cl
assification
s
ystems

found in memory institutions, especially libraries, have produced
.
Second, t
hey can be linked

with top level domains of electronic resources such as BUBL
92
.

Third,
they can lead to
authority names that serve as an intermediary step i
n accessing the content layers of libraries.
For instance, a person is reading an online book which is omni
-
linked (i.e. every word is


27


bio
-
, bi
-
,
-
bia,
-
bial,
-
bian,
-
bion,
-
biont,
-
bius,
-
biosis,
-
bium,
-
biotic,
-
biotical

anima
-
, anxi
-
, deliri
-
, hallucina
-
, menti
-
, moro
-
, noo
-
, phreno
-
, psych
-
, thymo
-

anthrop
-
, anthropo
-
,
-
anthrope,
-
anthropic,
-
anthropical,
-
anthropically,
-
anthropism,
-
anthropist,
-
anthropoid,
-
anthropus,
-
anthropy

cogno
-
, meta
-
,para
-

neuro
-
, neur
-
, neuri
-
,
-
neuroma,
-
neurotic,
-
neurosis,
-
neuron,
-
neural,
-
neuria

nom
-
, nomen
-
, nomin
-
,
-
nomia,
-
nomic

nous
-
, nou
-
, noe
-
, noes
-
, noet
-
,
-
noia

Table 8. Sample
prefixes linked with the Bio area (4) and Human area (5).
93


hyperlinked
). When a word is chosen, instead of a simple link to another site, there are a
series of options in terms of content layers. The list can be an elementary (table 5b) or more
comprehensive (table 7). In either case, the implication is that univalent links
are insufficient.
Needed is a second level of remote file access.


6.1.3.3.
Remote File Access 2


This second level of remote access to files has a series of functions relating to more
information about the initial source in the remote file access 1.
Simple examples include
access to dictionaries to define a term and encyclopaedias to further explain a term. At a next
level, a reader may wish to find articles and/or books on the term. In some cases, a reader may

wish to read abstracts or reviews of a
rticles and monographs prior to deciding whether they
are relevant to the research.

Or the reader may wish to check the full text of sources cited in
the work they are reading; examine different interpretations of a text and possibly to go
beyond the writt
en sources back to the original archaeological site, monument, inscription or
other heritage site.
Sometimes they may wish to consult conservation materials concerning the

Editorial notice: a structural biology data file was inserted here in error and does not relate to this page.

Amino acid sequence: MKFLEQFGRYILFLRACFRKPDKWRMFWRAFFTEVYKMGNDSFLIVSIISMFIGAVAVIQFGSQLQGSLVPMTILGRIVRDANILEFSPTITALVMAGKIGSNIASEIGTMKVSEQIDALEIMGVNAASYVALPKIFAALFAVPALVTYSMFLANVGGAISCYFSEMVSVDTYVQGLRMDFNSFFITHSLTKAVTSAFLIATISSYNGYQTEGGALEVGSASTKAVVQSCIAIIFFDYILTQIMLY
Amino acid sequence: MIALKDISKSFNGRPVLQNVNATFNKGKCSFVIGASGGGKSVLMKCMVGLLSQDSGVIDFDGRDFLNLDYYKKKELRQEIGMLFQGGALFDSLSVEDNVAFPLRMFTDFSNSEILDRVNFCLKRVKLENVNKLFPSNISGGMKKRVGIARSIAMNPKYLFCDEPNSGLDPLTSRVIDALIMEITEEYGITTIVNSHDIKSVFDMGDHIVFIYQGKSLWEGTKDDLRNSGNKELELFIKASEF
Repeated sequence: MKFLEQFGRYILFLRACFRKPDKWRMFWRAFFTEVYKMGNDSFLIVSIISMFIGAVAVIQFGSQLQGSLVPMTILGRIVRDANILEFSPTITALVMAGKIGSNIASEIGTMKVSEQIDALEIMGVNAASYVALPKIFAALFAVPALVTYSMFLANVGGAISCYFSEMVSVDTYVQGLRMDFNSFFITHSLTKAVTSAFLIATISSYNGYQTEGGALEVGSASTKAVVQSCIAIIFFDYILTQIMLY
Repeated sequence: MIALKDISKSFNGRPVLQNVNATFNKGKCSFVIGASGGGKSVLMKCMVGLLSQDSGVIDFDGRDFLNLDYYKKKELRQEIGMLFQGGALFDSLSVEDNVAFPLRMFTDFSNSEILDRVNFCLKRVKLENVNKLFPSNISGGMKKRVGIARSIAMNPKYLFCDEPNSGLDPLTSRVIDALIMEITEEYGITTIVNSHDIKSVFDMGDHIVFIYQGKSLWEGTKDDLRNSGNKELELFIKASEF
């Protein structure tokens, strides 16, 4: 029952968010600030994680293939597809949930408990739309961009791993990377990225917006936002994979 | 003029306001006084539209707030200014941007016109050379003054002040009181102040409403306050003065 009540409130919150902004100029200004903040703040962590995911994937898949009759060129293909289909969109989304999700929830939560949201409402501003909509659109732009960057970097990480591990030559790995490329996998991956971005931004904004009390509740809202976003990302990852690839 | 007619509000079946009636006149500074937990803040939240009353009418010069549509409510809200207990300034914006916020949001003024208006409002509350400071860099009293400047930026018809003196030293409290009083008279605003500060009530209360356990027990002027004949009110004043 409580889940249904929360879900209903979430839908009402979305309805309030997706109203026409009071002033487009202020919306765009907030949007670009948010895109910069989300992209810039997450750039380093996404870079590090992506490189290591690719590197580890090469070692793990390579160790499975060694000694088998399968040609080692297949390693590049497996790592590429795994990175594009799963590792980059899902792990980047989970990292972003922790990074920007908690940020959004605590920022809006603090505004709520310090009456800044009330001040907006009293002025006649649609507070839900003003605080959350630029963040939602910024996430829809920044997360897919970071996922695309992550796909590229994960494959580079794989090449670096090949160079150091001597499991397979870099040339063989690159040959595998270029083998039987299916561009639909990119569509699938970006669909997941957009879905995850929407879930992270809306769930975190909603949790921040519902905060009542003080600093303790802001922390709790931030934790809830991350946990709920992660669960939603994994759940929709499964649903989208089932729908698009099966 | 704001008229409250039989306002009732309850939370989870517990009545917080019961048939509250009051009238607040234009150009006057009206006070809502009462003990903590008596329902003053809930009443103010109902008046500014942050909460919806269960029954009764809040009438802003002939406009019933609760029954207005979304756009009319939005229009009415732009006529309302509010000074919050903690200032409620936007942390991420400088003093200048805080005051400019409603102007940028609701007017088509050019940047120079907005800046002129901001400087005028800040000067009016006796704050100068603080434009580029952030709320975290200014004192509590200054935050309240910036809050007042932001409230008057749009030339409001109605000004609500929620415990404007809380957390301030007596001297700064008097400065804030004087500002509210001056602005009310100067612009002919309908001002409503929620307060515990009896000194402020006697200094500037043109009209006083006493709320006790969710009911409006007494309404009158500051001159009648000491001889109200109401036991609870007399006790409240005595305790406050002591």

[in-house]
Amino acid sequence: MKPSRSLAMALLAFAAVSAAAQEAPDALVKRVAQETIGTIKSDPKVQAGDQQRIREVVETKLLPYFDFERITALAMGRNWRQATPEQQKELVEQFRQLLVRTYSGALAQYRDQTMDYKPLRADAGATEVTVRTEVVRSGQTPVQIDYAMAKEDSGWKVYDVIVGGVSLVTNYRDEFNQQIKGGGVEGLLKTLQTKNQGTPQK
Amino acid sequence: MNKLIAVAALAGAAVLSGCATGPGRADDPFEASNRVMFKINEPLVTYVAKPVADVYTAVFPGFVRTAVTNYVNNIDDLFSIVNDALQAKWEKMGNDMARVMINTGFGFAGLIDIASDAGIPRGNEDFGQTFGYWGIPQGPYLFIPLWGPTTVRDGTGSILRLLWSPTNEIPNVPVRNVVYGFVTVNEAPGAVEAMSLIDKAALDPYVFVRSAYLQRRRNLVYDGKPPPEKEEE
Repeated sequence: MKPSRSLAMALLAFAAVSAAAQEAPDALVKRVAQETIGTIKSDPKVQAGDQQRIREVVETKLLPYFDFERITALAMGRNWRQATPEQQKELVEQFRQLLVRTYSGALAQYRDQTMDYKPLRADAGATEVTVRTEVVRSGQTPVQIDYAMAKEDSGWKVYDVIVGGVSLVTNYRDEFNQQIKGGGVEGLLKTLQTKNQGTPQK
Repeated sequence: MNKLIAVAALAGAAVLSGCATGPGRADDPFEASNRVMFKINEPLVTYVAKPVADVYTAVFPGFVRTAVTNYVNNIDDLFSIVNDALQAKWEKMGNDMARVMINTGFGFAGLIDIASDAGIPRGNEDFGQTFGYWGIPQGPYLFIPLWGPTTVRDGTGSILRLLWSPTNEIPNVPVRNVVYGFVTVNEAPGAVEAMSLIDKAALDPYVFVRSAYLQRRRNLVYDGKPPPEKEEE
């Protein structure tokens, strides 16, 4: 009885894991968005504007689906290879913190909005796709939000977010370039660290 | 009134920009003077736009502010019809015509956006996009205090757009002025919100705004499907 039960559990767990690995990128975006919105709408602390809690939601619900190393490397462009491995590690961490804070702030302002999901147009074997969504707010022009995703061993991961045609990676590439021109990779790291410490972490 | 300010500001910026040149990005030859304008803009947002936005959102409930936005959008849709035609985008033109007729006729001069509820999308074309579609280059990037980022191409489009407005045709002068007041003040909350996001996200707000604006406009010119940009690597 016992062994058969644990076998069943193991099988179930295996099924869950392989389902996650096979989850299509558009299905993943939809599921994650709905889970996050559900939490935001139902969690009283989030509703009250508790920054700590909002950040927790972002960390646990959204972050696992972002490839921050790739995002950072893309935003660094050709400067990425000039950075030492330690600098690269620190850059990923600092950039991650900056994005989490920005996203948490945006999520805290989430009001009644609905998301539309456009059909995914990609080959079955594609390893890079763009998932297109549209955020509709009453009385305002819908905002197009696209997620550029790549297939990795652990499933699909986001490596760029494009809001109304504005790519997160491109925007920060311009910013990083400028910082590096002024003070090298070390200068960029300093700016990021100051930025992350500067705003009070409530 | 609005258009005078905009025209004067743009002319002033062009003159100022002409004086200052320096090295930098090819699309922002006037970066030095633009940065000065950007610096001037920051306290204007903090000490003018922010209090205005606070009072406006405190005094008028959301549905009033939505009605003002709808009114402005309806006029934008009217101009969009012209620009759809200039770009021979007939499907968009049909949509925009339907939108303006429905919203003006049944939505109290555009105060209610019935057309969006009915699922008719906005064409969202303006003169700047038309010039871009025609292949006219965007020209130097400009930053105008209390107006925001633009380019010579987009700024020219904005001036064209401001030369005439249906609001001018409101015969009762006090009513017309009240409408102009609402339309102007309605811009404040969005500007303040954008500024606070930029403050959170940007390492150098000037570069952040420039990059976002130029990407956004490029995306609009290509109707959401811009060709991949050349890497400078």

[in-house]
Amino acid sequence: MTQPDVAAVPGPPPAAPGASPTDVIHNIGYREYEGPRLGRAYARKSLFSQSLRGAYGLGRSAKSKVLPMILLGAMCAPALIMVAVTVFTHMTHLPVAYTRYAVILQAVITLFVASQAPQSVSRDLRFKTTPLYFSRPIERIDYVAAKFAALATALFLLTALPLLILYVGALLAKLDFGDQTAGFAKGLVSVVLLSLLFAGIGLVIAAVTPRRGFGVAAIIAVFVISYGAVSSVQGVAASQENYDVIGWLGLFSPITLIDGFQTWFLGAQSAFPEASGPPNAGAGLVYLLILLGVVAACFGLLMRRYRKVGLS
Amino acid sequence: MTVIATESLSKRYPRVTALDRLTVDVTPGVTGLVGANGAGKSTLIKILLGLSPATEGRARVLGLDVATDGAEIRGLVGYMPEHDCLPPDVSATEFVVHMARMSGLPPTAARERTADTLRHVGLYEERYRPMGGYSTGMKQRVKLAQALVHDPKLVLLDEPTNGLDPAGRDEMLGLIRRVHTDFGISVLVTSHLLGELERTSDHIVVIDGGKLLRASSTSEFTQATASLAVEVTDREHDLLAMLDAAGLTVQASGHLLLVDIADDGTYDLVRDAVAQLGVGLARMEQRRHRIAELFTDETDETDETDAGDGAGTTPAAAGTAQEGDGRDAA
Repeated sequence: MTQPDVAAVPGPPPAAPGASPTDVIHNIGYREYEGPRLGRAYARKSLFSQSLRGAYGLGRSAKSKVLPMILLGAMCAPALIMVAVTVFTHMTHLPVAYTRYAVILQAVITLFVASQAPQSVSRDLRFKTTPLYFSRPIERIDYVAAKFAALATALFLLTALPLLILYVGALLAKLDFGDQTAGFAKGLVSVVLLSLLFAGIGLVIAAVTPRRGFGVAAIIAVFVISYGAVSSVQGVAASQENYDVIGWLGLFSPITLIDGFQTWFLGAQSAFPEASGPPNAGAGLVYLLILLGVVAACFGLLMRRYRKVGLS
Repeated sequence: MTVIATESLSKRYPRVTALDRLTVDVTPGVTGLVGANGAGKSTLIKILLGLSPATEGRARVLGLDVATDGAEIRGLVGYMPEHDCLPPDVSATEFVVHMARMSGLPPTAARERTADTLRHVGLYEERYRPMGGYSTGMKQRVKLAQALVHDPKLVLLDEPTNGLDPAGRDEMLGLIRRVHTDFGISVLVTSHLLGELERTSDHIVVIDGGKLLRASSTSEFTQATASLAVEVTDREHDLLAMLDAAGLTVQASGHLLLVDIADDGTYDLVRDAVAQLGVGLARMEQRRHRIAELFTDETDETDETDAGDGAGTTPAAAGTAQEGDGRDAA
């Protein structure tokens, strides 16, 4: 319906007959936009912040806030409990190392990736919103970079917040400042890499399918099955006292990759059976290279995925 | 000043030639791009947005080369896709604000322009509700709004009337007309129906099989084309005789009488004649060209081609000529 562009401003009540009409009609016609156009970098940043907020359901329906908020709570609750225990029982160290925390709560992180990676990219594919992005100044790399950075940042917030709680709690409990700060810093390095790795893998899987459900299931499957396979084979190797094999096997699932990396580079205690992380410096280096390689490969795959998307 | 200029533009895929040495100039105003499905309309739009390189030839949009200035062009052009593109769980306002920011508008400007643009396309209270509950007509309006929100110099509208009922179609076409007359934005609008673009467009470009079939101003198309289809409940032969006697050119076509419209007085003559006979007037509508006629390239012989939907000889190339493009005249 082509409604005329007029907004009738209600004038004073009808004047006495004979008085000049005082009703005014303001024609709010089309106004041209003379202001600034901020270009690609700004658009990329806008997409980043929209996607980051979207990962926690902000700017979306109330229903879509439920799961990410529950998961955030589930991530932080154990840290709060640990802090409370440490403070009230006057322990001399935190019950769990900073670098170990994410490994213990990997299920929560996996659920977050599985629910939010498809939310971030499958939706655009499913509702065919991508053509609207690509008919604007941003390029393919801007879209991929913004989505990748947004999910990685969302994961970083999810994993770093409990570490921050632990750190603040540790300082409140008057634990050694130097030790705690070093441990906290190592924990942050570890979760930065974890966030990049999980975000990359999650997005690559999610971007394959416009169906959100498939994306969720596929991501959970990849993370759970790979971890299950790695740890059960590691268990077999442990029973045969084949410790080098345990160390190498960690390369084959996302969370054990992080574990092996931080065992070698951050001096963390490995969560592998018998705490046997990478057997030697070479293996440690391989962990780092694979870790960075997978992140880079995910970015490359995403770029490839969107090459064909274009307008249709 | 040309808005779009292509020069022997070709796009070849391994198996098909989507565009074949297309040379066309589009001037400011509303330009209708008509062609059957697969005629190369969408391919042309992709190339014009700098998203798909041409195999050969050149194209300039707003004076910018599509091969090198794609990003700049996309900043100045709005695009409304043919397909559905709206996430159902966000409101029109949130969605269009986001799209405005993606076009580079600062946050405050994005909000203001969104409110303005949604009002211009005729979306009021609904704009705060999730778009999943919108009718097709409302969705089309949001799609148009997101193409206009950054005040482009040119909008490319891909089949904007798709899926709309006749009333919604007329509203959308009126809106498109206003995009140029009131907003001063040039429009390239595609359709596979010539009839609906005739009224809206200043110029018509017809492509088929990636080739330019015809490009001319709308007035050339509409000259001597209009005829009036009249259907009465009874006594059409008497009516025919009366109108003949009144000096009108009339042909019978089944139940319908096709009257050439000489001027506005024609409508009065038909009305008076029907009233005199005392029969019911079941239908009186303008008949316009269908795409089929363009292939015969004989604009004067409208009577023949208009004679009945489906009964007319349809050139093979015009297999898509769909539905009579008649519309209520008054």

subject, or see reconstructions
.


Multilayer Links

In these scenarios the
links are

multilaye
r, potentially systematic
links to all the resources of
memory institutions pertinent to the word or claim at a series of content layers.
In future,
multilayer links could become a built
-
in feature of internet architecture. In the interim, it is
still possible to develop multilayer links without a complete reengineering of all internet links.
The current mono
-
link system can link to templates with a series of alternatives (e.g. table
7
).
These templates serve both as lists of see also

terms

to inc
rease the range of search or as lists
of filters to narrow the range of search.


If, for example, a text in Remote File Access 1 (Initial Source Layer) has the word
ethology
,
clicking
or touching the 1. Dictionary
option links the word ethology to a dicti
onary

in order
to provide a basic definition. The system would have at least three levels
:
everyday, study and
research
. The research level might begin with the same template but then offer sub
-
templates
for different dictionaries, encyclopedias etc. Initi
ally, these links can be “on the

fly
,
” simply
taking users to appropriate resources. Needed in the longer term is a harmonized,

distributed

28


resource which provides comprehensive bibliographies for individual persons, disciplines,
concept
s
, terms, words and

even letters.





6
.3.
Linkology

In the W3C
,

linking was potentially anything with everything, theoretically one to many,